Special Reviews

Robotics in Remote and Hostile Environments

See allHide authors and affiliations

Science  16 Nov 2007:
Vol. 318, Issue 5853, pp. 1098-1102
DOI: 10.1126/science.1146230

You are currently viewing the figures only.

View Full Text

Log in to view the full text

Log in through your institution

Log in through your institution

  1. Fig. 1.

    Robots now roam the surface of a distant planet, exercising increasing levels of autonomy. (A) A MER vehicle leaving the lander platform to begin its exploration of Mars. [Credit courtesy NASA/JPL-Caltech] (B) False-color image of a promontory jutting out from the walls of Victoria Crater, Mars, which is being explored by NASA's MER Opportunity rover. This image was taken by Opportunity's panoramic camera on sol 1167 (6 May 2007). It is presented in false color to accentuate differences in surface materials. [Image credit: NASA/JPL/Cornell]

  2. Fig. 2.

    (A) An underwater glider on the deck of a boat, ready for deployment. Gliders can make simple measurements of ocean properties such as temperature and salinity for months at a time, traveling at a speed of about 25 cm/s. (B) A Dorado AUV, capable of carrying complex payloads such as mapping sonar and comprehensive suites for analyzing the physical, chemical, and biological properties of seawater at speeds of 1.5 m/s. This image shows the AUV after recovery by the U.S. Coast Guard cutter Healy, in the icepack north of Svalbard. (C) A docking station with a Dorado vehicle captured in the docking cone, shown in testing before deployment. This device was connected to a cabled observatory, allowing Internet connectivity with the vehicle and the charging of vehicle batteries (46).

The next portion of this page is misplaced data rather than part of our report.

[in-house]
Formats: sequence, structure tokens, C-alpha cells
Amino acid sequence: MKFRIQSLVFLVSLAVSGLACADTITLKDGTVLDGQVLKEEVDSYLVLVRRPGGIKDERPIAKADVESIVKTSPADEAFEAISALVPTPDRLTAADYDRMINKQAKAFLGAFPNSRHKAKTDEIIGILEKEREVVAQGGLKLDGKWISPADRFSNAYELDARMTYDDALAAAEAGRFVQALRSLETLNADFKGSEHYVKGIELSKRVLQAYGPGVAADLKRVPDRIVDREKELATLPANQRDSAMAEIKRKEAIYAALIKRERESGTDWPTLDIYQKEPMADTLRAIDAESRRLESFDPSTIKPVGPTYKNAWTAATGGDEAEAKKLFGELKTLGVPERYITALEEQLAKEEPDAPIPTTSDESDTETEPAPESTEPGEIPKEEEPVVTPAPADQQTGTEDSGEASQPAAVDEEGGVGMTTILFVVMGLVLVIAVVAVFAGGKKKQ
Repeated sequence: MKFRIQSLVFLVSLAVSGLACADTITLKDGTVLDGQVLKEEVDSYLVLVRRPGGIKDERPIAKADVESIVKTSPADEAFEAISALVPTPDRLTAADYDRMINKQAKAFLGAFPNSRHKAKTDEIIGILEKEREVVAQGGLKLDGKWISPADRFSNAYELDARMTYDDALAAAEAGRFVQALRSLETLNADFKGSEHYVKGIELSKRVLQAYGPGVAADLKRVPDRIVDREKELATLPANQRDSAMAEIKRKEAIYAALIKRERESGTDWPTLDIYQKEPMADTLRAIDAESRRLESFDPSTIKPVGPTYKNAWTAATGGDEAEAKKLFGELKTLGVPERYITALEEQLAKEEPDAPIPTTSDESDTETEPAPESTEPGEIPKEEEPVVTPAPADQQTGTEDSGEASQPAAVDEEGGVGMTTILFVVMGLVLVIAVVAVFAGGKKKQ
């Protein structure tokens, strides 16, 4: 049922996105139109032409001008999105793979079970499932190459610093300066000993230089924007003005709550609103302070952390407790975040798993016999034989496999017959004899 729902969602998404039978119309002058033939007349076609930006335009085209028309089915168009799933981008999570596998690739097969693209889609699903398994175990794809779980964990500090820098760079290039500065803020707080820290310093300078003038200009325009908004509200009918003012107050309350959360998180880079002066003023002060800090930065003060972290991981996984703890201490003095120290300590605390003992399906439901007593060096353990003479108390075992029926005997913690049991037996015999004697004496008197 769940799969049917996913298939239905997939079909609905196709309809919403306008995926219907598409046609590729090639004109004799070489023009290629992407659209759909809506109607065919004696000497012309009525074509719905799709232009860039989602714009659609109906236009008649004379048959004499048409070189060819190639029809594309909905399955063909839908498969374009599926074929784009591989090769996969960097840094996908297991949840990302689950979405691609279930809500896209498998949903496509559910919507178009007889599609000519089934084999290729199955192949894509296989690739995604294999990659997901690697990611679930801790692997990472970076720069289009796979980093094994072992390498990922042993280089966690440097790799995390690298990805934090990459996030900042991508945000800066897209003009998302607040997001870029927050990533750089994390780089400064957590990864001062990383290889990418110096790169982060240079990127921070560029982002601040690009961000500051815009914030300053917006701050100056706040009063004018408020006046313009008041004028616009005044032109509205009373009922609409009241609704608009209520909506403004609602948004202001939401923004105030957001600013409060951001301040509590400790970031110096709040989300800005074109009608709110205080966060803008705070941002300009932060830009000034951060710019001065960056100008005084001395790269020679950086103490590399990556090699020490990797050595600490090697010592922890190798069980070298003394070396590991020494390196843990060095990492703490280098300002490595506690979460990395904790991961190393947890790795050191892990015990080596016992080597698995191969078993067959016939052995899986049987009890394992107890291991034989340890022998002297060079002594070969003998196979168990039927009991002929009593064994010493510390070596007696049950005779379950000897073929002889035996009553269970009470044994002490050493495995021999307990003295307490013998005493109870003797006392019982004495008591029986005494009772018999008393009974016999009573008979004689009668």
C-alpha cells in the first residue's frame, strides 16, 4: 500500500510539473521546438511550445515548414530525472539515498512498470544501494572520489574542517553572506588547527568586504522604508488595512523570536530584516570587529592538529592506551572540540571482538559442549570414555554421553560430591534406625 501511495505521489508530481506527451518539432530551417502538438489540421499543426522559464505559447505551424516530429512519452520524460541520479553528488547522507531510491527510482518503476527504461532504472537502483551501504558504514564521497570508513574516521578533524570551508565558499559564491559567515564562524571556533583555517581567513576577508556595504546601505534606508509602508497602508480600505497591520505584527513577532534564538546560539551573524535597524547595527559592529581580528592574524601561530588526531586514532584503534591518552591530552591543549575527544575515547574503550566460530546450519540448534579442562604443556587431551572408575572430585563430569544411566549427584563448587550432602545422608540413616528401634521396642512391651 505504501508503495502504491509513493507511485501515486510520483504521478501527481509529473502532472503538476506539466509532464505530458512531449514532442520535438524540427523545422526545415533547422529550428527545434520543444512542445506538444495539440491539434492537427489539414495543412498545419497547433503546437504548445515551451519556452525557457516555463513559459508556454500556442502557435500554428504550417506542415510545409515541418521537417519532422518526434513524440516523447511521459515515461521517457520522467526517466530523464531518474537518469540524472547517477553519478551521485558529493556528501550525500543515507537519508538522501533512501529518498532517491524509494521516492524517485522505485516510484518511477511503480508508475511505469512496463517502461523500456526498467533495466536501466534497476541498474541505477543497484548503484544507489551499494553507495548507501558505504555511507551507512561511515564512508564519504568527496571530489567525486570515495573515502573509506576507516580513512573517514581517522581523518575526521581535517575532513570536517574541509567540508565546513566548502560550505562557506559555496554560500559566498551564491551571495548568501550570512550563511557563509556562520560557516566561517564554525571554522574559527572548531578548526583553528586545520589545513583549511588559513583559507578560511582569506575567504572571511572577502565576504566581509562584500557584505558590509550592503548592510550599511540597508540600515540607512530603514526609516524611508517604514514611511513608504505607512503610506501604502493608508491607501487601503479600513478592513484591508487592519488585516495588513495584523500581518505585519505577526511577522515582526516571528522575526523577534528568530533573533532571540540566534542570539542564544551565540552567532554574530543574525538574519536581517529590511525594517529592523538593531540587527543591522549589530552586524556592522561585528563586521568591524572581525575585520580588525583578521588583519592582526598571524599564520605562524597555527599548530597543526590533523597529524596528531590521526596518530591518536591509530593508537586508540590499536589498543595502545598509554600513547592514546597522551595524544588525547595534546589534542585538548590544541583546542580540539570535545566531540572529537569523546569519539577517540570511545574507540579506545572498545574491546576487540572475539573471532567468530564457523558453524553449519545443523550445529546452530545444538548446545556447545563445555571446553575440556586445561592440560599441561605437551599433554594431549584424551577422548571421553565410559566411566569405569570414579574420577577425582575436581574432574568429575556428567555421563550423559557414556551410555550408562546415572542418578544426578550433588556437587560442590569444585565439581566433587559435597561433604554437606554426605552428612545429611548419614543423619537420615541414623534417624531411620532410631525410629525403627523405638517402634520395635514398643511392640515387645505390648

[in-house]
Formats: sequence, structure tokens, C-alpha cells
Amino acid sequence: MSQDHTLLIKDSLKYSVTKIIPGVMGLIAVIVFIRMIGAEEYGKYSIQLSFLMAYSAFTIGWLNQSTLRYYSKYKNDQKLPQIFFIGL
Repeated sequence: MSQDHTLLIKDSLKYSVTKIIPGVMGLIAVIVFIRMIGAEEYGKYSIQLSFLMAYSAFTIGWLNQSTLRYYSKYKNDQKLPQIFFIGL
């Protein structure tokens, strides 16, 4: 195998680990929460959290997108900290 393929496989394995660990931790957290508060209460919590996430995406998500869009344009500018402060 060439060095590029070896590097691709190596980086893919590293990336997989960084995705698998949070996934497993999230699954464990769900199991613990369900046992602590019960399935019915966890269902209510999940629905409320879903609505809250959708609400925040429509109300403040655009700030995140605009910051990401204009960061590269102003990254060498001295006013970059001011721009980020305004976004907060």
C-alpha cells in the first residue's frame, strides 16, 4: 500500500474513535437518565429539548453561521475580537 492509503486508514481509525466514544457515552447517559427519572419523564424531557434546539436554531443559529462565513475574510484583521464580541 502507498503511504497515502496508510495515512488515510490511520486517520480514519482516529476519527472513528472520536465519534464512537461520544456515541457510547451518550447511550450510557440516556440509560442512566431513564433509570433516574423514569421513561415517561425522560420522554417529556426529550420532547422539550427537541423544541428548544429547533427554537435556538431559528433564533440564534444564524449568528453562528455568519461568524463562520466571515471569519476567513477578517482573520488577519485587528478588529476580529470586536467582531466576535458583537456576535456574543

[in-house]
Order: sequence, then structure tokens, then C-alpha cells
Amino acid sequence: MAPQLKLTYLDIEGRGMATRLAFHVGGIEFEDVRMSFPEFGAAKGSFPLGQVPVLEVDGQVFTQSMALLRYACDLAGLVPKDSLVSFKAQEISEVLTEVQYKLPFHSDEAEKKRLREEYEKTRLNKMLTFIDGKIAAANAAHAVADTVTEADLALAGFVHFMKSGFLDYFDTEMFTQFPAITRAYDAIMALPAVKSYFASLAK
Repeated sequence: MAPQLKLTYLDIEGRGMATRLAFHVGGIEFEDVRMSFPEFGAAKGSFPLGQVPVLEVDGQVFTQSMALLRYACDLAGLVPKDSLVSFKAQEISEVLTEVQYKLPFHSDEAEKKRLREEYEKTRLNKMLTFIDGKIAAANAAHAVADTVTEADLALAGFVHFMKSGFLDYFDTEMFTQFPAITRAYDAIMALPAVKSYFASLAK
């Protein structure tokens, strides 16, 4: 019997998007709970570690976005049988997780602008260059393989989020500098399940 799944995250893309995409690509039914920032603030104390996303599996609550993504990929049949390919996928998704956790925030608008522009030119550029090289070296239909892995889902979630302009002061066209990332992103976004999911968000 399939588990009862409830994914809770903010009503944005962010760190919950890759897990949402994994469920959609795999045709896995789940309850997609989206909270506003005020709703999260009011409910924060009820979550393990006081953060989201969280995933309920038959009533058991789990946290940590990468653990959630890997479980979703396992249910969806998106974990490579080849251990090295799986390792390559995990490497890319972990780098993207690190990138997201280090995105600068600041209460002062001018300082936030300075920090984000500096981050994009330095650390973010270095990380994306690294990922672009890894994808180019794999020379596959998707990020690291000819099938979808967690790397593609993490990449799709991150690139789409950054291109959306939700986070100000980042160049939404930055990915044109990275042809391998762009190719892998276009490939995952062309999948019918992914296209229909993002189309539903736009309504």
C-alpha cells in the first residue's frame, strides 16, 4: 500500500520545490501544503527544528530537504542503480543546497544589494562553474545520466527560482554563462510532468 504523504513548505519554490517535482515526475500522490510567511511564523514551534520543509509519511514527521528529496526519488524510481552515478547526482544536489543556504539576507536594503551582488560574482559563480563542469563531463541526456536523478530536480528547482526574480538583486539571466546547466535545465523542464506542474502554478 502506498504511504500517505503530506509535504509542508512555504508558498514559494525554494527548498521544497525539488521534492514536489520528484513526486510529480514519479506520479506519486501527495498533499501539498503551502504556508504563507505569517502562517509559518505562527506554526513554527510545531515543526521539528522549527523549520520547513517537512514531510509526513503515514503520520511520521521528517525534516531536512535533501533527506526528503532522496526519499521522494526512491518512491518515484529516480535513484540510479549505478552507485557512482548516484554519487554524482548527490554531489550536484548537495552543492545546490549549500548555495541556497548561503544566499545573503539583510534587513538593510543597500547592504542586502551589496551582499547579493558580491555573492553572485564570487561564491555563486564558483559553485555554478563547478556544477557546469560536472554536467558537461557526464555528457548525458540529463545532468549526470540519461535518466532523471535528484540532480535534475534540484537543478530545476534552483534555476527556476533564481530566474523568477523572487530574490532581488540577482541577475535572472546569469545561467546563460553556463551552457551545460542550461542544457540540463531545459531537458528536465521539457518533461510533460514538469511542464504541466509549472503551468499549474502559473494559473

3. Fig. 3.

    A three-dimensional image of the interaction of physical and biological processes, as mapped by an Odyssey AUV off the coast of California (52). The green volumes show a phytoplankton layer, detected by its chlorophyll fluorescence. The underlying cyan surface shows deflection of the constant-density surface by an internal wave, interrupting the phytoplankton layer. To accomplish this survey, the AUV moved in a sawtooth pattern across the survey area while profiling vertically. The volume shown is 6.5 by 2.5 km in horizontal extent and 23 m in depth.